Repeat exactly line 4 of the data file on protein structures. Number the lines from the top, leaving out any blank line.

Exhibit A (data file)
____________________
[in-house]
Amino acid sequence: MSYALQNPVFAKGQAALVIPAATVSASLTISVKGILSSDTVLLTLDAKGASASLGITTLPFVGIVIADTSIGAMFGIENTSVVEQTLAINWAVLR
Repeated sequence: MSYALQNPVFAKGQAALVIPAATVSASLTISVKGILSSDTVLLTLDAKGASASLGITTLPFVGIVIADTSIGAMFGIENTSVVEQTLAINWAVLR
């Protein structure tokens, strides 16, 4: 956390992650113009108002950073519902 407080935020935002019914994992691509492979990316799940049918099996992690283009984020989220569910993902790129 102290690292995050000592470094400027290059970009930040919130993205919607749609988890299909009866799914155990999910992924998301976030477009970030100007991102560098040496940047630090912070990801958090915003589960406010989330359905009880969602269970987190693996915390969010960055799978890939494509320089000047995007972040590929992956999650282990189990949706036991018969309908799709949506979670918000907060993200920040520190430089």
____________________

């Protein structure tokens, strides 16, 4: 956390992650113009108002950073519902 407080935020935002019914994992691509492979990316799940049918099996992690283009984020989220569910993902790129 102290690292995050000592470094400027290059970009930040919130993205919607749609988890299909009866799914155990999910992924998301976030477009970030100007991102560098040496940047630090912070990801958090915003589960406010989330359905009880969602269970987190693996915390969010960055799978890939494509320089000047995007972040590929992956999650282990189990949706036991018969309908799709949506979670918000907060993200920040520190430089």